excise

1 [n. ek-sahyz, -sahys; v. ek-sahyz, ik-sahyz]
noun
1.
an internal tax or duty on certain commodities, as liquor or tobacco, levied on their manufacture, sale, or consumption within the country.
2.
a tax levied for a license to carry on certain employments, pursue certain sports, etc.
3.
British. the branch of the civil service that collects excise taxes.
verb (used with object), excised, excising.
4.
to impose an excise on.

Origin:
1485–95; apparently < Middle Dutch excijs, variant of accijs < Medieval Latin accīsa tax, literally, a cut, noun use of feminine past participle of Latin accīdere to cut into, equivalent to ac- ac- + cīd-, variant stem of caedere to cut + -ta feminine past participle suffix, with dt > s

Dictionary.com Unabridged

excise

2 [ik-sahyz]
verb (used with object), excised, excising.
1.
to expunge, as a passage or sentence, from a text.
2.
to cut out or off, as a tumor.

Origin:
1570–80; < Latin excīsus cut out, hewn down, past participle of excīdere to excide

excisable, adjective
Dictionary.com Unabridged
Based on the Random House Dictionary, © Random House, Inc. 2014.
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World English Dictionary
excise1
 
n
1.  Also called: excise tax a tax on goods, such as spirits, produced for the home market
2.  a tax paid for a licence to carry out various trades, sports, etc
3.  (Brit) that section of the government service responsible for the collection of excise, now the Board of Customs and Excise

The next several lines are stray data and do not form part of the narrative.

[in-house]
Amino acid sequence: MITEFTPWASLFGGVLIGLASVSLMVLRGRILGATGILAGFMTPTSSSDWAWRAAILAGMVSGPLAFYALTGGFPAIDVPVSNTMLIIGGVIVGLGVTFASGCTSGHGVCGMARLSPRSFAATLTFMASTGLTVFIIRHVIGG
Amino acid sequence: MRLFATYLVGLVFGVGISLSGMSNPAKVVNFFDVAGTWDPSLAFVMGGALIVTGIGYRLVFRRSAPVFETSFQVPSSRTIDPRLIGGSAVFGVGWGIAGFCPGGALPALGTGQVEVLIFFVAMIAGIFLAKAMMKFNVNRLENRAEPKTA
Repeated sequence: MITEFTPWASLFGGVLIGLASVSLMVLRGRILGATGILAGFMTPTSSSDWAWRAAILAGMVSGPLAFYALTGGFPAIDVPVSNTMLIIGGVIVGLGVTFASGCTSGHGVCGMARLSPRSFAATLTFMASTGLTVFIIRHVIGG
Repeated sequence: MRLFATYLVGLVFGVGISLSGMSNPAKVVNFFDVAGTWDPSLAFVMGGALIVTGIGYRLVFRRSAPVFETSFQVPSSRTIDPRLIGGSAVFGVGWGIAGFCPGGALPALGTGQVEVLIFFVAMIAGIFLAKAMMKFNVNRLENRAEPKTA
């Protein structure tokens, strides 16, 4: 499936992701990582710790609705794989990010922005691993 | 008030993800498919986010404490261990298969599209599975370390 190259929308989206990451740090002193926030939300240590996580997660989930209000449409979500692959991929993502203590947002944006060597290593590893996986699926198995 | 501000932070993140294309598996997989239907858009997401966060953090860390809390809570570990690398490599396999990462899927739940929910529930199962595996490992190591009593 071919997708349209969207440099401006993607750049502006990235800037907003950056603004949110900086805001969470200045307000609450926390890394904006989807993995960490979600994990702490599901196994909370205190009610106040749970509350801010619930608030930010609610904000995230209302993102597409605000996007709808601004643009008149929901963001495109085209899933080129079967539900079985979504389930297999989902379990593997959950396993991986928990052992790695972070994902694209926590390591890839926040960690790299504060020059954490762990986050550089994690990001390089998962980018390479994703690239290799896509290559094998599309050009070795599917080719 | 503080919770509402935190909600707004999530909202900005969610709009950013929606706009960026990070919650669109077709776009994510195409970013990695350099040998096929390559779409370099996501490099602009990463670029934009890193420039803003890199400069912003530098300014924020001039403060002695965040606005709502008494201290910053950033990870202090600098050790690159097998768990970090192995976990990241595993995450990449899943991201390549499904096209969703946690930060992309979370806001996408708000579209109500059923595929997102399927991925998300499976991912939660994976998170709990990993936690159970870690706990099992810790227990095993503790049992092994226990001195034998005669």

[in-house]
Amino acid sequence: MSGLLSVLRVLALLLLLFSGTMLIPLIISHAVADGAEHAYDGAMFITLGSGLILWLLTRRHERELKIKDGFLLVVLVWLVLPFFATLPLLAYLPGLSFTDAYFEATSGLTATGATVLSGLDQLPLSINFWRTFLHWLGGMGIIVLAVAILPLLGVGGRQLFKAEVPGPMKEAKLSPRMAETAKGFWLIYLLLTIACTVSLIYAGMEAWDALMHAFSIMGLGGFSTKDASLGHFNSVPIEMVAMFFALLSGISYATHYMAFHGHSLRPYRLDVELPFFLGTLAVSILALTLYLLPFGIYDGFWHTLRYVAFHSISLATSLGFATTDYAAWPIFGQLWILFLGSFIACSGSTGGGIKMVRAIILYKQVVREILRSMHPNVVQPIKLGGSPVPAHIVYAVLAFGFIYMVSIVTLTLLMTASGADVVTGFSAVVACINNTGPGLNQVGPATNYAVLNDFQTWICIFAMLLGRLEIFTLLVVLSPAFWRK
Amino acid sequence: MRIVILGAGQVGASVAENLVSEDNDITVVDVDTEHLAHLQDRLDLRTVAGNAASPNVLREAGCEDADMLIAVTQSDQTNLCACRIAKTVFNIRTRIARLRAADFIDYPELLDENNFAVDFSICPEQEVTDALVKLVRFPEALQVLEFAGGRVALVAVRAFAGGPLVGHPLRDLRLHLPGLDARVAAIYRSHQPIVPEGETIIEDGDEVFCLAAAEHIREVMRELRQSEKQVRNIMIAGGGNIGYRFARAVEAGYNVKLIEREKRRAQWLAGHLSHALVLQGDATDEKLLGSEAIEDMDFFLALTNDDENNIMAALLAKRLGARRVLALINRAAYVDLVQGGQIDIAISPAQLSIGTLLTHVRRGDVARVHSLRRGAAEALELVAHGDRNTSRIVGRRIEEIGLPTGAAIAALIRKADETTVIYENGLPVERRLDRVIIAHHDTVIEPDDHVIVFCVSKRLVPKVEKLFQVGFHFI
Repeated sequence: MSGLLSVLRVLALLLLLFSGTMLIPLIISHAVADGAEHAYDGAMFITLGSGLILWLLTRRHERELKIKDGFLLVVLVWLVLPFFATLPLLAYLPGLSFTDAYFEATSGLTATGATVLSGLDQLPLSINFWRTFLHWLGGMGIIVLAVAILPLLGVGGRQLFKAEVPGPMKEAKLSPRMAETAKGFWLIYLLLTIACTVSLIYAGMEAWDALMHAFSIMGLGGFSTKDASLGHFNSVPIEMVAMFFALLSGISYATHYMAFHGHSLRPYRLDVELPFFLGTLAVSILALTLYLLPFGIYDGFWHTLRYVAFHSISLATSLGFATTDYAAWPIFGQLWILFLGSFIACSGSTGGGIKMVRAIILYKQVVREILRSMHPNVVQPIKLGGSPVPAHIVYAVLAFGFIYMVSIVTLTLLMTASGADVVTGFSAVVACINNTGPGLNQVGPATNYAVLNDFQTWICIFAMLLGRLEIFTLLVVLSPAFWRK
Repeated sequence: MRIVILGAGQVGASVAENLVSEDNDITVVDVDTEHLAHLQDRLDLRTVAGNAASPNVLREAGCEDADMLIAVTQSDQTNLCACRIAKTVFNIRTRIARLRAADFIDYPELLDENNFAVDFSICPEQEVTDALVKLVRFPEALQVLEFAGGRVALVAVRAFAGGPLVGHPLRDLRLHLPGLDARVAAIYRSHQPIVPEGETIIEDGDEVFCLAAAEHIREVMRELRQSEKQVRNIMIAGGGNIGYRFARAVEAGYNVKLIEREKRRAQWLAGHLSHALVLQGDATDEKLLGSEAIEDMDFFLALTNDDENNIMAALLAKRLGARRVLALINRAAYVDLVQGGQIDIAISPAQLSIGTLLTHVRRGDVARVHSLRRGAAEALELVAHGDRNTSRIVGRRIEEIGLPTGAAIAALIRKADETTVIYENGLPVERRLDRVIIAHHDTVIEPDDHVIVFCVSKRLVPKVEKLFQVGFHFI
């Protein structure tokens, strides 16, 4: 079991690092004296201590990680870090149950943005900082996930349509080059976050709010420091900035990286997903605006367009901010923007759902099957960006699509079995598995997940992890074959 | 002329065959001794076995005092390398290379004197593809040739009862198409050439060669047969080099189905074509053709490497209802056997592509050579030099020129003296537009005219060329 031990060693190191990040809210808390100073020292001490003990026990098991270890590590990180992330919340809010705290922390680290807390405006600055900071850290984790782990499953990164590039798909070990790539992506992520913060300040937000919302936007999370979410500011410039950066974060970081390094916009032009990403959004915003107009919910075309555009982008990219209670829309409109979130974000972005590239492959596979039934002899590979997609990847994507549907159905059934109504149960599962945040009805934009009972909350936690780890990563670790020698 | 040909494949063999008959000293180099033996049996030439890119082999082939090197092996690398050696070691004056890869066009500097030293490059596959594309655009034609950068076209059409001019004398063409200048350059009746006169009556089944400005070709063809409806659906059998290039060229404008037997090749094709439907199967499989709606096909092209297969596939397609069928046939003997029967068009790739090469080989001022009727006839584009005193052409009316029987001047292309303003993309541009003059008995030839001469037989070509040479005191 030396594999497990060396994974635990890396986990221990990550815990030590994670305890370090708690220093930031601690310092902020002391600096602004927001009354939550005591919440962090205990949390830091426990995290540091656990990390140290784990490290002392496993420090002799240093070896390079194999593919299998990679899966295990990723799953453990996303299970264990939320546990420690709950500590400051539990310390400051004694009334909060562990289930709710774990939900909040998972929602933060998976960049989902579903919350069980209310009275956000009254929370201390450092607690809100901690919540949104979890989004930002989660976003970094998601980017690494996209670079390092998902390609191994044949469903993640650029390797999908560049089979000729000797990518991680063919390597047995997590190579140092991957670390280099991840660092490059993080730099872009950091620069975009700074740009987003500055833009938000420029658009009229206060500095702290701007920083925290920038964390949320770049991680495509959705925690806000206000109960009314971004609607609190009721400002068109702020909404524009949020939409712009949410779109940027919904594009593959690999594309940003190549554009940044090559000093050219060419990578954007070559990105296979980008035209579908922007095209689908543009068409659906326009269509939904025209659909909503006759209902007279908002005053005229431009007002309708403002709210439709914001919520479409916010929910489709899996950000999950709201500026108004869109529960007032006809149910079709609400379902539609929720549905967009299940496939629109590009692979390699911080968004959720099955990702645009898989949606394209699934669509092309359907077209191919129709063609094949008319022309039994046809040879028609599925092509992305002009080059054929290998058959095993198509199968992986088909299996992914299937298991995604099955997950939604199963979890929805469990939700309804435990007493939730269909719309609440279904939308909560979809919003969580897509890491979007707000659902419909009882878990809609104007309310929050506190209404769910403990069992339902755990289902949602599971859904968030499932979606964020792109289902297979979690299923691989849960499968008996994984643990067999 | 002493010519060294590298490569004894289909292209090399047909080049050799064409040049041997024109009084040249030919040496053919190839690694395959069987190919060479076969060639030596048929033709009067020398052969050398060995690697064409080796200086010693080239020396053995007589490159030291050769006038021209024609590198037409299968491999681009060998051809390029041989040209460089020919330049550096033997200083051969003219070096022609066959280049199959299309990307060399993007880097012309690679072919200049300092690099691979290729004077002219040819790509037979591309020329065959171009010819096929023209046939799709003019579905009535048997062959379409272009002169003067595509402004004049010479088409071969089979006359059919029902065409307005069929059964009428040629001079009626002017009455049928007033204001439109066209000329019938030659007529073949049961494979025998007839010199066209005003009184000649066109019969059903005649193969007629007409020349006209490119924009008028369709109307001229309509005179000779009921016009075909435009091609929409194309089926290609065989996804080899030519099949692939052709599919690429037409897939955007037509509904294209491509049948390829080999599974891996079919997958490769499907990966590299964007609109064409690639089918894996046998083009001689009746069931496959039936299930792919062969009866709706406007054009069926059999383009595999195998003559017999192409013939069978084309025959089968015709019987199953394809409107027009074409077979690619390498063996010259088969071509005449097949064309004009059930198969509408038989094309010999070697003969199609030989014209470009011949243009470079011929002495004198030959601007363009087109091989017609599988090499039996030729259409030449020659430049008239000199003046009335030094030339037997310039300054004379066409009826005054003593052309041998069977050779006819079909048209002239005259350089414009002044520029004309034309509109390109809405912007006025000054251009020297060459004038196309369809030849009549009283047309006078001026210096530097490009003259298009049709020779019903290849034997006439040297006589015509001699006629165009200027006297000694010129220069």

[C15: probably from Middle Dutch excijs, probably from Old French assise a sitting, assessment, from Latin assidēre to sit beside, assist in judging, from sedēre to sit]
 
ex'cisable1
 
adj

excise2 (ɪkˈsaɪz)
 
vb
1.  to delete (a passage, sentence, etc); expunge
2.  to remove (an organ, structure, or part) surgically
 
[C16: from Latin excīdere to cut down; see excide]
 
excision2
 
n

Collins English Dictionary - Complete & Unabridged 10th Edition
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Etymonline
Word Origin & History

excise
"tax on goods," late 15c., from M.Du. excijs, apparently altered from accijs "tax" (by influence of L. excisus "cut out or removed," see excise (v.)), traditionally from O.Fr. acceis "tax, assessment," from V.L. *accensum, ultimately from L. ad- "to" + census "tax, census."
English got the word, and the idea for the tax, from Holland.

excise
"cut out," late 15c. (implied in excision), from M.Fr. exciser, from L. excisus, pp. of excidere "cut out, removed." Related: Excised; excising.
Online Etymology Dictionary, © 2010 Douglas Harper
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American Heritage
Medical Dictionary

excise ex·cise (ĭk-sīz')
v. ex·cised, ex·cis·ing, ex·cis·es
To remove by cutting.

The American Heritage® Stedman's Medical Dictionary
Copyright © 2002, 2001, 1995 by Houghton Mifflin Company. Published by Houghton Mifflin Company.
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Example sentences
These show how pitilessly the poet excised every stanza which did not minister
  to the congruity of his masterpiece.
First, the excised skin is bathed in an enzyme solution that separates its
  cells from one another.
All six of the excised lymph nodes were malignant, a bad sign.
However, they also excised obsolete or particularly archaic words and usages.
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